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Journal of the International Association for Semiotic Studies / Revue de l'Association Internationale de Sémiotique

Editor-in-Chief: Danesi, Marcel

SCImago Journal Rank (SJR) 2015: 0.275
Source Normalized Impact per Paper (SNIP) 2015: 0.661
Impact per Publication (IPP) 2015: 0.191

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Art, land, and the gendering of Parnassus

Donald Preziosi1


Citation Information: Semiotica. Volume 2009, Issue 175, Pages 177–191, ISSN (Online) 1613-3692, ISSN (Print) 0037-1998, DOI: https://doi.org/10.1515/semi.2009.046, June 2009

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Is a landscape (whether “sacred” or not) gendered? Do artifacts — or for that matter built environments as such — mark, gender or even “queer” a landscape? Are there “male,” “female,” or gender-ambivalent forms or spaces? This article reflects on the evidence for the gradual transformation, over several centuries and culminating in the classical period of art and architecture, of the ancient sanctuary of Delphi from being a site devoted primarily to female powers and divinities to one in which the former were occluded, marginalized, or erased by the cult of the (apparently) male deity Apollo. This process was reflected in temple sanctuaries throughout the Hellenic world prior to the replacement of both by sites and buildings devoted to Christian worship. Ancient Hellenic sanctuary spaces and forms were semiotically hybrid and unstable, their significance parallactic and ambiguously gendered.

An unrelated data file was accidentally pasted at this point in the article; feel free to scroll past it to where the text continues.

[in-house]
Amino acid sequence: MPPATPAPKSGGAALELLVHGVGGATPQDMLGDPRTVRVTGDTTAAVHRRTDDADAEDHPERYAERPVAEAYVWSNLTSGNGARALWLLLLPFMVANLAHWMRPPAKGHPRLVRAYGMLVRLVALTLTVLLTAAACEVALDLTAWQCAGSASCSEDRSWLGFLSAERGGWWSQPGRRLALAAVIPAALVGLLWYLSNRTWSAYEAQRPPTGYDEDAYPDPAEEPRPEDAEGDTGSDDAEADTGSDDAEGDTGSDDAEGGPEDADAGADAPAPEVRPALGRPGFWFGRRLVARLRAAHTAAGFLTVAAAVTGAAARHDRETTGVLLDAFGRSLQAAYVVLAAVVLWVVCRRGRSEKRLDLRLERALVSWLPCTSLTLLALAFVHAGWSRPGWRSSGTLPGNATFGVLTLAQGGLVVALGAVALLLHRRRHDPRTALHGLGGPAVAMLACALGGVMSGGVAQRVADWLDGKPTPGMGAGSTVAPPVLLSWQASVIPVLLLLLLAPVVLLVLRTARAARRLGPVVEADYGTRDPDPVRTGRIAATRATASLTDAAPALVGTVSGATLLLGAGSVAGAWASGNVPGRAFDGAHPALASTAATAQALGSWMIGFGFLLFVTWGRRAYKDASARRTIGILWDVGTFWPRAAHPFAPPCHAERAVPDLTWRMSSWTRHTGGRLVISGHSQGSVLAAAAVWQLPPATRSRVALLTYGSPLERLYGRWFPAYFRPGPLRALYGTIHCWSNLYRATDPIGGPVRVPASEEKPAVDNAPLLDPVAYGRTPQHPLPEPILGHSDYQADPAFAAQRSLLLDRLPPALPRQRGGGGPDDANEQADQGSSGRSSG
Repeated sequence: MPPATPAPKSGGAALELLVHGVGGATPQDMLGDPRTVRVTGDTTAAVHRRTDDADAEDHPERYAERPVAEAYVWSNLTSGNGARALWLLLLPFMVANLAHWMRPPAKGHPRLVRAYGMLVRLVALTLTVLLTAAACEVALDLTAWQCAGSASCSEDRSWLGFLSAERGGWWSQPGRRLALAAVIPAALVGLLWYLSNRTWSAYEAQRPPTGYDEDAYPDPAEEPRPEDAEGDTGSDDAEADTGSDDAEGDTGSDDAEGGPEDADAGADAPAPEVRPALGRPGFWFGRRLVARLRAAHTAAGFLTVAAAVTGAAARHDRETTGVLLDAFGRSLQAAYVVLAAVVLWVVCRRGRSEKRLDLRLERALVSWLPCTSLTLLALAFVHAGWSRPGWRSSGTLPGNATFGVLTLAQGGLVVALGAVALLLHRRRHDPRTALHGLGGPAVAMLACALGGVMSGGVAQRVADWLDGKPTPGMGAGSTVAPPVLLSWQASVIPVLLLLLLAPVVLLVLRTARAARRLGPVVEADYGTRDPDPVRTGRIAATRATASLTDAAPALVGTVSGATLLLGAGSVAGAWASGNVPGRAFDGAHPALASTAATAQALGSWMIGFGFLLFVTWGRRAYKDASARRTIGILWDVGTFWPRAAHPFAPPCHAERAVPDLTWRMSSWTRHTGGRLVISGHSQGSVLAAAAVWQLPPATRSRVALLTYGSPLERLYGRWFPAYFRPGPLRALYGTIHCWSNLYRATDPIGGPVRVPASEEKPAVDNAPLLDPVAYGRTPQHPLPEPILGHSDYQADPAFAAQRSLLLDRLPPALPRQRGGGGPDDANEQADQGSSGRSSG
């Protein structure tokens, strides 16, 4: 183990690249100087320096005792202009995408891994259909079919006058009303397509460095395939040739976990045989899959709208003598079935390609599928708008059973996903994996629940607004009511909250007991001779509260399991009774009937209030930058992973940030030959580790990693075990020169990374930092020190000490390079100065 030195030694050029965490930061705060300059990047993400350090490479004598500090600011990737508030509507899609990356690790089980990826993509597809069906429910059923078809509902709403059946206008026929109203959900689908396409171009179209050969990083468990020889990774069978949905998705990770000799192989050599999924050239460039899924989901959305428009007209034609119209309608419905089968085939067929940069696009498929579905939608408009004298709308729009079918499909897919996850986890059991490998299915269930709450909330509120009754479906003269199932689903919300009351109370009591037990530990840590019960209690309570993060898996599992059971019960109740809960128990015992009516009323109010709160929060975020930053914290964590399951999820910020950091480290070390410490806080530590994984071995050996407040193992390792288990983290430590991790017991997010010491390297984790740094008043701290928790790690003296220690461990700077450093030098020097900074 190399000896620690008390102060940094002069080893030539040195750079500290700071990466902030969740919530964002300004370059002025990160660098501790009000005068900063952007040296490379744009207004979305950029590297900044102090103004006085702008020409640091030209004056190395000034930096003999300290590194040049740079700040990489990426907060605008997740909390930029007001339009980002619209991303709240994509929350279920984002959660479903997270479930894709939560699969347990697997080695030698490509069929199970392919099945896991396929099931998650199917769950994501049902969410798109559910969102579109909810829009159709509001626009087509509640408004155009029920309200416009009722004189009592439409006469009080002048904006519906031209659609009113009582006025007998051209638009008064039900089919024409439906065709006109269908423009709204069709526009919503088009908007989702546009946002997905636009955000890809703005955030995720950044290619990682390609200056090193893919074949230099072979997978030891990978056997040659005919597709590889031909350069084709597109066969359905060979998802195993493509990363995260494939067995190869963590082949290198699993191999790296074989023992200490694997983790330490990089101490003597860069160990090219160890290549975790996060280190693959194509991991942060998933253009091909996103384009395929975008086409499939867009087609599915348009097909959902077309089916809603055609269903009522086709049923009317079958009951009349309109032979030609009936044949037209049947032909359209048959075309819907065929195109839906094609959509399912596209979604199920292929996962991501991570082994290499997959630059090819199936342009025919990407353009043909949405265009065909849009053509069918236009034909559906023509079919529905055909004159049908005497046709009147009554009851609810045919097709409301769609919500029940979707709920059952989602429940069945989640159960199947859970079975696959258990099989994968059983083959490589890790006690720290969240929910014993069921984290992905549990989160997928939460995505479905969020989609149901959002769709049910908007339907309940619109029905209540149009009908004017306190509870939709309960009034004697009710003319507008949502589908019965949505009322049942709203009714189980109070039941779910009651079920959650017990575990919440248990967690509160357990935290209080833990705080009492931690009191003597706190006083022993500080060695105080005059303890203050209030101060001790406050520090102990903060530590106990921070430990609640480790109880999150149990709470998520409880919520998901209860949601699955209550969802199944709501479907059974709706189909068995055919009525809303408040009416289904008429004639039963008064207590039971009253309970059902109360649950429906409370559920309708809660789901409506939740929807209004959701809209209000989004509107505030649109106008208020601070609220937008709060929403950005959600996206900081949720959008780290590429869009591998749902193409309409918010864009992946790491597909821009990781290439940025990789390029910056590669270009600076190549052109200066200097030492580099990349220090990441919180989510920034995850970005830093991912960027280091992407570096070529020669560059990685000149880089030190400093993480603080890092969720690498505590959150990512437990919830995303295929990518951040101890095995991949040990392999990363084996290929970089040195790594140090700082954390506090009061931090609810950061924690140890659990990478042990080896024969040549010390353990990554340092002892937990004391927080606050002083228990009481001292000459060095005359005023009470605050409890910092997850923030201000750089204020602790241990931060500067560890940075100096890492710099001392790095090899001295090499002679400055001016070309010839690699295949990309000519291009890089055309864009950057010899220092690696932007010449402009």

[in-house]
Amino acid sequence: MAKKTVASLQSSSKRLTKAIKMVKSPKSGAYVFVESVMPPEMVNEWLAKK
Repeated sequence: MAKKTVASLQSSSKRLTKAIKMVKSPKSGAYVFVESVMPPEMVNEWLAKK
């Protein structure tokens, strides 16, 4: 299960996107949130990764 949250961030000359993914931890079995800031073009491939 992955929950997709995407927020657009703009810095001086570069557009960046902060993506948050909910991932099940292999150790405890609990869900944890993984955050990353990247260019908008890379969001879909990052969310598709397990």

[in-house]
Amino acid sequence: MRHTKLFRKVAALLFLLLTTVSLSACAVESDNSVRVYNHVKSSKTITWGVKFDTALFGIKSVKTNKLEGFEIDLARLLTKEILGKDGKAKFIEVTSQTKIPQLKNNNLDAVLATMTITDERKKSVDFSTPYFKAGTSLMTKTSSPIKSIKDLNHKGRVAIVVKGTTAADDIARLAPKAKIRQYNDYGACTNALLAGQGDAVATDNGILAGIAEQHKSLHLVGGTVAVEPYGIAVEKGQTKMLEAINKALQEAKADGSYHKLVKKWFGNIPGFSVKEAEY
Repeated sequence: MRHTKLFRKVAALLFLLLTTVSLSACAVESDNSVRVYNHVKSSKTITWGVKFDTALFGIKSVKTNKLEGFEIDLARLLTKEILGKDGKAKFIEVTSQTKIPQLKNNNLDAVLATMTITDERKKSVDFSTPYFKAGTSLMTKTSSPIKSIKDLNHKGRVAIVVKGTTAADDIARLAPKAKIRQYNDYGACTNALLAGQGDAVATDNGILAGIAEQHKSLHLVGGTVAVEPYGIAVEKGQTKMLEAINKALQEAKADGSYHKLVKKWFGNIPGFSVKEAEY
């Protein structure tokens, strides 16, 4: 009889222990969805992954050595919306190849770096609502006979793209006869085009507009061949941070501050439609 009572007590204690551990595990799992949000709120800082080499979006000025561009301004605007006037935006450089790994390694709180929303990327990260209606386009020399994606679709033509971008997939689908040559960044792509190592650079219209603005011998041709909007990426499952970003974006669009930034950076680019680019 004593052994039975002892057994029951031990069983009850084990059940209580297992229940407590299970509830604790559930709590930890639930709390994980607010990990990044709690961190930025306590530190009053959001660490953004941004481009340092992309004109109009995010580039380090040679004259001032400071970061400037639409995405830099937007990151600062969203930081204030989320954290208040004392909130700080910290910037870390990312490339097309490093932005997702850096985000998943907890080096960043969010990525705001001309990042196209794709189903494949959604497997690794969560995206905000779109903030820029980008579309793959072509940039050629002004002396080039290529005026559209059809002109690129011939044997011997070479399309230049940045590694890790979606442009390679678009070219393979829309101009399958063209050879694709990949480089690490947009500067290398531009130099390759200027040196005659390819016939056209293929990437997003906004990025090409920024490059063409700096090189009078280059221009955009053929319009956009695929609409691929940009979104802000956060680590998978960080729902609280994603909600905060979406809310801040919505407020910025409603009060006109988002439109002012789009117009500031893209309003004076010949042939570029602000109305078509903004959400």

Keywords:: art; landscape; gender; artifice; Greece; religion

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